“Competitive strategy is about being different. It means deliberately choosing to perform activities differently or to perform different activities than rivals to deliver a unique mix of value.”
– Michael Porter
Different. Set Apart. Unique.
Do these words describe your company? Does it matter? Should your business be intentionally different? The simple answer is yes. Your customers need an opportunity to choose you over your competitors. A differentiation strategy acts as a foundation and catalyst to your brand, position, and marketing.
Let’s talk briefly about differentiation strategy and how to ask questions to develop your own personal strategy. For the sake of brevity, let’s look at one leading model in developing differentiation to create long-lasting strategies.
PORTER’S STRATEGIES ON COMPETITIVE ADVANTAGE
I have chosen to focus my discussion of differentiation strategy on the thoughtful work of Michael Porter. If you aren’t familiar with Michael Porter, reading some of his work is worth your time. He is definitely a thought leader in developing competitive advantages in both business and government.
This graphic from Wikipedia denotes the four generic choices to focus on when tipping the competitive balance in your favor.
LOW-COST LEADERSHIP (Low-Cost: Broad Market)
If you want to steer your business as the cost leader, you need to 1) provide your goods or services at the lowest price and 2) create your goods or services at the lowest cost, which provides an appropriate profit margin for sustainability. If you market yourself as the low-cost leader without limiting your scope, failure would be insurmountable. However, the reward would be the largest possible market share within your vertical. This is a high-risk/high-reward proposition.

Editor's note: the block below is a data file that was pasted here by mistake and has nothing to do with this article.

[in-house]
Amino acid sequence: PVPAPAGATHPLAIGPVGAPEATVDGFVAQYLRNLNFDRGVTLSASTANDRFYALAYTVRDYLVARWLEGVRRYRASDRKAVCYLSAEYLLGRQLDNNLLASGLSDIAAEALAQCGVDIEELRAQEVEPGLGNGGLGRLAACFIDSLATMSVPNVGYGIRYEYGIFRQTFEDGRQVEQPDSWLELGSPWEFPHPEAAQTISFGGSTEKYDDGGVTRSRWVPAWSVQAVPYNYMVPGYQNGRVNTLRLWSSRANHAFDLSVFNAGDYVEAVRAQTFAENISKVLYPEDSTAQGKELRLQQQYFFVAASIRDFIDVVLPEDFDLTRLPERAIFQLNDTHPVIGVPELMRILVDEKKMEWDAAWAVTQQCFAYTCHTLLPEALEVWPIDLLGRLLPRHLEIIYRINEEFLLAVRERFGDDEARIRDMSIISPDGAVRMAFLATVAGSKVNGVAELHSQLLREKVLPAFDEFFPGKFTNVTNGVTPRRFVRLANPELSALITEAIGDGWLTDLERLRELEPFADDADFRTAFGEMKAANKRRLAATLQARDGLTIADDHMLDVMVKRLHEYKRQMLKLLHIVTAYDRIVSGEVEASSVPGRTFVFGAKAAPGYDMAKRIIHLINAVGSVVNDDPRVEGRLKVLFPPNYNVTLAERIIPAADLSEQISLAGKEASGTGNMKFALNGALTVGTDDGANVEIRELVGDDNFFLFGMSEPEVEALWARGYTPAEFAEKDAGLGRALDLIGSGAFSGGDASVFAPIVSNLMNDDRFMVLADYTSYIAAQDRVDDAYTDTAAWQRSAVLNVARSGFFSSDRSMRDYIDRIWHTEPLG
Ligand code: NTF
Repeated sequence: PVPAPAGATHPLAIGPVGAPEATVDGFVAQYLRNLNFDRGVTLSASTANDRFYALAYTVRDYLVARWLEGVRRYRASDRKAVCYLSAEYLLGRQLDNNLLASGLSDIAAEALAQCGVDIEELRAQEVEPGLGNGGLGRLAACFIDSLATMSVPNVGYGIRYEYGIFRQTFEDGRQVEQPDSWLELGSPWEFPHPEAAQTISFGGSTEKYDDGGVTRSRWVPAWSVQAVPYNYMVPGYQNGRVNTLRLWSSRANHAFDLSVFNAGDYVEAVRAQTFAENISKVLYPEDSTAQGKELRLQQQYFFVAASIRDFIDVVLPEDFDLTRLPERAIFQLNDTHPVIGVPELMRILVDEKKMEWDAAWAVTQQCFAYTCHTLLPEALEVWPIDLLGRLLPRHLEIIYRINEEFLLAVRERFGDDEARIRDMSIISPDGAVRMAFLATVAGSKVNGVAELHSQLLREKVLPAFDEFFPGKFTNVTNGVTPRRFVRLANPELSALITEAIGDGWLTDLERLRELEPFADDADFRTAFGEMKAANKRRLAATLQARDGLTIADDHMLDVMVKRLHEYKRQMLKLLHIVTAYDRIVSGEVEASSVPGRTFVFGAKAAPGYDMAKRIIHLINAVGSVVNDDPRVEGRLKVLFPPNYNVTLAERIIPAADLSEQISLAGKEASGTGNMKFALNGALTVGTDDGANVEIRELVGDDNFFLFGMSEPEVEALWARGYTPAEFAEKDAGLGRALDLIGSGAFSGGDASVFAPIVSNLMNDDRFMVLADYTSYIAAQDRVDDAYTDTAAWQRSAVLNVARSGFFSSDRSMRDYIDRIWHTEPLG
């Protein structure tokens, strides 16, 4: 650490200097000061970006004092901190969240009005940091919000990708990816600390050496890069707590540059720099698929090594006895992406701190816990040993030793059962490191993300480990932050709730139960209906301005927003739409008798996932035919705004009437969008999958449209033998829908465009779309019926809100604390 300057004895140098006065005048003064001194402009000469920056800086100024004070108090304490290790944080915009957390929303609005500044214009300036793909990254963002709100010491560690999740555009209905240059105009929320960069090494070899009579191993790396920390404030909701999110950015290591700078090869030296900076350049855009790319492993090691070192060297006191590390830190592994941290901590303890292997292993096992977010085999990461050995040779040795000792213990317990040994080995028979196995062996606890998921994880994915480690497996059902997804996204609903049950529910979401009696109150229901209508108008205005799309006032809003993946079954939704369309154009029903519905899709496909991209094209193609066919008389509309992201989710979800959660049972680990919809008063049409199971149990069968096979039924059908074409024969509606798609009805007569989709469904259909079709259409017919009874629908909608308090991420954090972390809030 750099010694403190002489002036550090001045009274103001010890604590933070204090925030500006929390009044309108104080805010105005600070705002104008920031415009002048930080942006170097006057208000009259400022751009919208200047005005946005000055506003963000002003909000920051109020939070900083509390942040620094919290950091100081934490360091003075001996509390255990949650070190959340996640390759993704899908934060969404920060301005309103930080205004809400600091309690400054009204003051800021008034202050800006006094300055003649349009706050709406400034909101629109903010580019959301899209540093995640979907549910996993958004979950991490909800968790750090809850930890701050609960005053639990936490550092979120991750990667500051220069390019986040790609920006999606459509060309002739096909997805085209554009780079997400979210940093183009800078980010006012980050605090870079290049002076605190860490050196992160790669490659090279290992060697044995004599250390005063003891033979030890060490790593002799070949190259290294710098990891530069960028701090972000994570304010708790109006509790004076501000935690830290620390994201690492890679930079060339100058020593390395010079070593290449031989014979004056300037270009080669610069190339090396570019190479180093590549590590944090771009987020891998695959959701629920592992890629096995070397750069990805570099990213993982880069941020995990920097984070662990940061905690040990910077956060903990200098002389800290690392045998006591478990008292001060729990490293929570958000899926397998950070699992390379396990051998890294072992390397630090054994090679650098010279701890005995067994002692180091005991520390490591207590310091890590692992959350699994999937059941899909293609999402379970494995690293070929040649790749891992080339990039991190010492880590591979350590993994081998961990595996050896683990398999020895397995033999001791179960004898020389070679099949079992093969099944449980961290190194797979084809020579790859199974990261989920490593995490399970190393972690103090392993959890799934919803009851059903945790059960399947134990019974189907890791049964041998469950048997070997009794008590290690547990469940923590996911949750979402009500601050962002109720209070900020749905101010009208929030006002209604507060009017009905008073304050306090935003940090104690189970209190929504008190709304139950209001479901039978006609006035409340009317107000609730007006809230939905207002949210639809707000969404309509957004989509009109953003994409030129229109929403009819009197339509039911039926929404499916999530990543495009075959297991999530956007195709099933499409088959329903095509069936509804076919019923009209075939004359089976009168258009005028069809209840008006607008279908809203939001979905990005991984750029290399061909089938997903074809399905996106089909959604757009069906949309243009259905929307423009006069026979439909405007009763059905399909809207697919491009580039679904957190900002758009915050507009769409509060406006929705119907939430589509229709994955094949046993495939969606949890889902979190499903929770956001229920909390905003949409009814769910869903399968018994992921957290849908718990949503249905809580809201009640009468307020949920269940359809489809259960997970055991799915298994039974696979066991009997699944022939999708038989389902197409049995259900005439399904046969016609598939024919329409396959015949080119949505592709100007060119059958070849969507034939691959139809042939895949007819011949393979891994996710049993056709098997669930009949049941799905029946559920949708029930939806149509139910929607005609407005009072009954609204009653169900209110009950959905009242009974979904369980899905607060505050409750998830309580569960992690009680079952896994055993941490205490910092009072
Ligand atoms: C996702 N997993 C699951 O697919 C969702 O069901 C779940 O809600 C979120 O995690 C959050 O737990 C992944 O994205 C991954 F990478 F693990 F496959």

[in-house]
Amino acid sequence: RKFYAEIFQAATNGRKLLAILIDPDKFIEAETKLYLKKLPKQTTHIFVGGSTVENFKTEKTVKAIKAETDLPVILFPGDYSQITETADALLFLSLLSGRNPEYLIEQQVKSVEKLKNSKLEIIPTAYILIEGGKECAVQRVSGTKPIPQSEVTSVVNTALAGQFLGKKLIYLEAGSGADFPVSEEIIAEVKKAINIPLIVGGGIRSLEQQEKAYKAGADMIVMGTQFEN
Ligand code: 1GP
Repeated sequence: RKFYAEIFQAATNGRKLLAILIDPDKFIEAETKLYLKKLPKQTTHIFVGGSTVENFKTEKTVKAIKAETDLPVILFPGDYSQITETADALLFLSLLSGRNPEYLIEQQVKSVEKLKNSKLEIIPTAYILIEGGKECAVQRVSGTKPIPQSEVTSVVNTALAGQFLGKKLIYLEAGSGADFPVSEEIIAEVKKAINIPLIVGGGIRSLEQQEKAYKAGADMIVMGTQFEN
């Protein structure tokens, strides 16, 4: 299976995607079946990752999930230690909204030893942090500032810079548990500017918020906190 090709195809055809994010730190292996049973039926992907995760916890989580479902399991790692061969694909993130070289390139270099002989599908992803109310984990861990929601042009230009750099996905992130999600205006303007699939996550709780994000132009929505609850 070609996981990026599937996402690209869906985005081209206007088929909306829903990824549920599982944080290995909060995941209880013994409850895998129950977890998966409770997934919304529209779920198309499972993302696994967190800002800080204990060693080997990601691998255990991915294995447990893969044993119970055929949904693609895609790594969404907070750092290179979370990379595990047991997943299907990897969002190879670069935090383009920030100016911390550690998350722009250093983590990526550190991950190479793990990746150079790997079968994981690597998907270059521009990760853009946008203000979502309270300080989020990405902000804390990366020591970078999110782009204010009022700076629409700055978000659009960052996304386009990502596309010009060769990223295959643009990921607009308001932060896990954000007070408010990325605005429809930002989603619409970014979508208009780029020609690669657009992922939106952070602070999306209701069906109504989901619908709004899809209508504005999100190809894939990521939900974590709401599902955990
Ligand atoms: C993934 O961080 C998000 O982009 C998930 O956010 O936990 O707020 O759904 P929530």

To be the low-cost leader, you must be confident that:
- You can create the product/service for less.
- There is not a “better way” out there to offer your product/service.
- You’re willing to aggressively make tough decisions to cut costs, sustaining your position as the low-cost leader.
- You will accept low margins to focus on a high volume of sales.
DIFFERENTIATION (Uniqueness: Broad Market)
A differentiation strategy does not ignore cost and price, but creates an atmosphere of superiority and pride in one’s product or service. The business leader developing a broad-market differentiation strategy will resonate with the following statements:
- I believe no one can build or create my good or service better than I can.
- I believe our quality is worth extra cost.
- I believe consumers have many options—but mine is clearly the best.
- I believe frequent innovation and constant evaluation are the core of my success.
- I believe we differ from our competitor in many ways, not just one.
- I believe we are fully committed to effective advertising and long-term sales.
FOCUSED LOW-COST (Low-Cost: Narrow Market)
Sometimes if you focus on a niche market, you can become a cost leader in a smaller market. This is not possible in many verticals and industries, especially since e-commerce has made the consumers’ choices more prevalent than what’s available on Main Street. A focused low-cost leader can build a clientele that sees your product or service as customized specifically for their needs at the lowest possible cost. A focused low-cost strategy may find underserved or ignored customers and choose to create a low-cost product for that particular consumer segment—using special knowledge or expertise to serve this small population. If you are too focused on low-cost, it might mean you are sacrificing some quality to create a product suited for niche-market needs at a competitive price within the broad market.
FOCUSED DIFFERENTIATION (Uniqueness: Narrow Market)
A focused differentiation leader often offers a specific customization to the product or service. Like the low-cost focused strategy, the focused differentiation strategy finds a much narrower market to create goods that emphasize customization and quality. This explains the increase of price.
EVERYDAY LIFE EXAMPLES